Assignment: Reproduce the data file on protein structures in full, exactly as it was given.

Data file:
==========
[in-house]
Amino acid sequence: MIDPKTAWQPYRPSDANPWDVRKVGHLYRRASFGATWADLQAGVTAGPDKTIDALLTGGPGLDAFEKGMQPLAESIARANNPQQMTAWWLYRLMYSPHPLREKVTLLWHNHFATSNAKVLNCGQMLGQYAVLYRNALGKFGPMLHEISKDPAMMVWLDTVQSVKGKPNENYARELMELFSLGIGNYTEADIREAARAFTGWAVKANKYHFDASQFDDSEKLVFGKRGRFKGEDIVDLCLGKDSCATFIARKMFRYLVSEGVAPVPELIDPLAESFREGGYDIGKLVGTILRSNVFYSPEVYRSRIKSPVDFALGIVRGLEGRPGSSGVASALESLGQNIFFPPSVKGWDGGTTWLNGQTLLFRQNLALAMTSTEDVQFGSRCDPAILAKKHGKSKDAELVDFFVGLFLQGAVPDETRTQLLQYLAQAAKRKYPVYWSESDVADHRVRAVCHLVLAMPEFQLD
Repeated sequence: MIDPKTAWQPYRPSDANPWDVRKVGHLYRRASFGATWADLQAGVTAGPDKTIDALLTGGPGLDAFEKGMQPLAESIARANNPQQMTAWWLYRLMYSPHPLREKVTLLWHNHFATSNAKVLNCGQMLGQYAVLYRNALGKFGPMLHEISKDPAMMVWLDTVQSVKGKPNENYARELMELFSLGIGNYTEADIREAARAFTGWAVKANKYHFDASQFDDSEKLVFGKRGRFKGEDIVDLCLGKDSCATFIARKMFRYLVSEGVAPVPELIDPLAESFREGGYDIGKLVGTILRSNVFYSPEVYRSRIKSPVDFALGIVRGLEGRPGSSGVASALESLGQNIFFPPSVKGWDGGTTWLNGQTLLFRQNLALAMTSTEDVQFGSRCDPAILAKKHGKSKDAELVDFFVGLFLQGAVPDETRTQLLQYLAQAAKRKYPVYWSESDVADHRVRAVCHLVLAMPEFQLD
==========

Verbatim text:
[in-house]
Amino acid sequence: MIDPKTAWQPYRPSDANPWDVRKVGHLYRRASFGATWADLQAGVTAGPDKTIDALLTGGPGLDAFEKGMQPLAESIARANNPQQMTAWWLYRLMYSPHPLREKVTLLWHNHFATSNAKVLNCGQMLGQYAVLYRNALGKFGPMLHEISKDPAMMVWLDTVQSVKGKPNENYARELMELFSLGIGNYTEADIREAARAFTGWAVKANKYHFDASQFDDSEKLVFGKRGRFKGEDIVDLCLGKDSCATFIARKMFRYLVSEGVAPVPELIDPLAESFREGGYDIGKLVGTILRSNVFYSPEVYRSRIKSPVDFALGIVRGLEGRPGSSGVASALESLGQNIFFPPSVKGWDGGTTWLNGQTLLFRQNLALAMTSTEDVQFGSRCDPAILAKKHGKSKDAELVDFFVGLFLQGAVPDETRTQLLQYLAQAAKRKYPVYWSESDVADHRVRAVCHLVLAMPEFQLD
Repeated sequence: MIDPKTAWQPYRPSDANPWDVRKVGHLYRRASFGATWADLQAGVTAGPDKTIDALLTGGPGLDAFEKGMQPLAESIARANNPQQMTAWWLYRLMYSPHPLREKVTLLWHNHFATSNAKVLNCGQMLGQYAVLYRNALGKFGPMLHEISKDPAMMVWLDTVQSVKGKPNENYARELMELFSLGIGNYTEADIREAARAFTGWAVKANKYHFDASQFDDSEKLVFGKRGRFKGEDIVDLCLGKDSCATFIARKMFRYLVSEGVAPVPELIDPLAESFREGGYDIGKLVGTILRSNVFYSPEVYRSRIKSPVDFALGIVRGLEGRPGSSGVASALESLGQNIFFPPSVKGWDGGTTWLNGQTLLFRQNLALAMTSTEDVQFGSRCDPAILAKKHGKSKDAELVDFFVGLFLQGAVPDETRTQLLQYLAQAAKRKYPVYWSESDVADHRVRAVCHLVLAMPEFQLD